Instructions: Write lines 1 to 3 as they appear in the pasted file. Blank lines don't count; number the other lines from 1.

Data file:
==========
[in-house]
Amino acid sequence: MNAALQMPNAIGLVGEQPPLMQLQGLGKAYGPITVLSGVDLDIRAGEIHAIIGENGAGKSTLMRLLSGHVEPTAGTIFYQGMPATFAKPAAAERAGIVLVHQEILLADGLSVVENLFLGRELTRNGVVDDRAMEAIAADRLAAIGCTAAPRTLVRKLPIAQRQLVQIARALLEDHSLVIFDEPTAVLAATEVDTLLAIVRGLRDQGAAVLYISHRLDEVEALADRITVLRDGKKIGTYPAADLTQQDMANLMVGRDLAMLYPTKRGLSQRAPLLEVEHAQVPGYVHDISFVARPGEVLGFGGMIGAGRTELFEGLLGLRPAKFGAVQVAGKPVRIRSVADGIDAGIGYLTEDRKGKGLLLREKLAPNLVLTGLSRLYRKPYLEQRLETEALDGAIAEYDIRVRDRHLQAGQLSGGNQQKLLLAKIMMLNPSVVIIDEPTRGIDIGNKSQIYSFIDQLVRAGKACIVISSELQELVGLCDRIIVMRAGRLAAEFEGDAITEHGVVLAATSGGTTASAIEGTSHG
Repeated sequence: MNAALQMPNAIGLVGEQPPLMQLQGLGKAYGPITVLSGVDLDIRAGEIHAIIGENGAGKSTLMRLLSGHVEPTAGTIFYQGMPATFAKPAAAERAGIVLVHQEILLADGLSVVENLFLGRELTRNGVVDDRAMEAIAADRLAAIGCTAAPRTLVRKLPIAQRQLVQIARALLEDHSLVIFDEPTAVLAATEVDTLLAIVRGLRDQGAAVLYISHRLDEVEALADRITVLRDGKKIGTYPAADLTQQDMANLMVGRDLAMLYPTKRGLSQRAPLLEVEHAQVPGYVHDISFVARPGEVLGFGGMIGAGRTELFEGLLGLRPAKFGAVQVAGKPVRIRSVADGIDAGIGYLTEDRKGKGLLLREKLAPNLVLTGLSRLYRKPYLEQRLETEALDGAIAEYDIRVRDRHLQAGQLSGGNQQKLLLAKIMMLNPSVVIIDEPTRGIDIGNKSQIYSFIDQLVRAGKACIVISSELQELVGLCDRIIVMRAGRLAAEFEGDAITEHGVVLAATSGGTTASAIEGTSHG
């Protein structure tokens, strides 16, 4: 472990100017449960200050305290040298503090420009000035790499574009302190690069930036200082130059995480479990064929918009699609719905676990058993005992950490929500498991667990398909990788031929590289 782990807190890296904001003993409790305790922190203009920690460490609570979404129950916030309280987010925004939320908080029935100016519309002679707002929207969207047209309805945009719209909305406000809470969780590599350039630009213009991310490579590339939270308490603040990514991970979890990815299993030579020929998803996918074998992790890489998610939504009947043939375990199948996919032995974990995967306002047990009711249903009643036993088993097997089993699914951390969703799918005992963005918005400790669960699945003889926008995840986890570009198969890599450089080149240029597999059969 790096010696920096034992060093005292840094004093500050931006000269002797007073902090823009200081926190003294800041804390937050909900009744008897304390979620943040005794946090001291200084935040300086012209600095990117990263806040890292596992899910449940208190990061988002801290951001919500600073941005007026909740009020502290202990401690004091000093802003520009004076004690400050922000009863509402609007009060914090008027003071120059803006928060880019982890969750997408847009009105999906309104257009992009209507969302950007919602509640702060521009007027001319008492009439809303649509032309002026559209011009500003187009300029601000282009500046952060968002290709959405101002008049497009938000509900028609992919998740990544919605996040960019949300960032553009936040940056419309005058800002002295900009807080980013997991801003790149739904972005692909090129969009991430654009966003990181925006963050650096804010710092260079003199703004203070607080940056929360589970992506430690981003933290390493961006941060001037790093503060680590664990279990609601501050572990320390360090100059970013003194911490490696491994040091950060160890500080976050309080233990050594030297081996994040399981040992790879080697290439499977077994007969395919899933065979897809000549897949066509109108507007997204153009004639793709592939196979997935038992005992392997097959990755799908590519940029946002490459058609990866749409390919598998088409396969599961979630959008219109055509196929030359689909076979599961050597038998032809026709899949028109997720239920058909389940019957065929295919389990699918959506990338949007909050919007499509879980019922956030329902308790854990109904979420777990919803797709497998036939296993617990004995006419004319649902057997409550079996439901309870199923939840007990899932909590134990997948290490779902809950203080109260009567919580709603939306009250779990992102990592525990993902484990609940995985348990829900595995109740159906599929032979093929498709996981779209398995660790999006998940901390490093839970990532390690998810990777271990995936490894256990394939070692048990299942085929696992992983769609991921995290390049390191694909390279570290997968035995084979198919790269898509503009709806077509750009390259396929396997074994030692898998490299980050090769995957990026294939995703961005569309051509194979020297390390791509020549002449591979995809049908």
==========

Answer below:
[in-house]
Amino acid sequence: MNAALQMPNAIGLVGEQPPLMQLQGLGKAYGPITVLSGVDLDIRAGEIHAIIGENGAGKSTLMRLLSGHVEPTAGTIFYQGMPATFAKPAAAERAGIVLVHQEILLADGLSVVENLFLGRELTRNGVVDDRAMEAIAADRLAAIGCTAAPRTLVRKLPIAQRQLVQIARALLEDHSLVIFDEPTAVLAATEVDTLLAIVRGLRDQGAAVLYISHRLDEVEALADRITVLRDGKKIGTYPAADLTQQDMANLMVGRDLAMLYPTKRGLSQRAPLLEVEHAQVPGYVHDISFVARPGEVLGFGGMIGAGRTELFEGLLGLRPAKFGAVQVAGKPVRIRSVADGIDAGIGYLTEDRKGKGLLLREKLAPNLVLTGLSRLYRKPYLEQRLETEALDGAIAEYDIRVRDRHLQAGQLSGGNQQKLLLAKIMMLNPSVVIIDEPTRGIDIGNKSQIYSFIDQLVRAGKACIVISSELQELVGLCDRIIVMRAGRLAAEFEGDAITEHGVVLAATSGGTTASAIEGTSHG
Repeated sequence: MNAALQMPNAIGLVGEQPPLMQLQGLGKAYGPITVLSGVDLDIRAGEIHAIIGENGAGKSTLMRLLSGHVEPTAGTIFYQGMPATFAKPAAAERAGIVLVHQEILLADGLSVVENLFLGRELTRNGVVDDRAMEAIAADRLAAIGCTAAPRTLVRKLPIAQRQLVQIARALLEDHSLVIFDEPTAVLAATEVDTLLAIVRGLRDQGAAVLYISHRLDEVEALADRITVLRDGKKIGTYPAADLTQQDMANLMVGRDLAMLYPTKRGLSQRAPLLEVEHAQVPGYVHDISFVARPGEVLGFGGMIGAGRTELFEGLLGLRPAKFGAVQVAGKPVRIRSVADGIDAGIGYLTEDRKGKGLLLREKLAPNLVLTGLSRLYRKPYLEQRLETEALDGAIAEYDIRVRDRHLQAGQLSGGNQQKLLLAKIMMLNPSVVIIDEPTRGIDIGNKSQIYSFIDQLVRAGKACIVISSELQELVGLCDRIIVMRAGRLAAEFEGDAITEHGVVLAATSGGTTASAIEGTSHG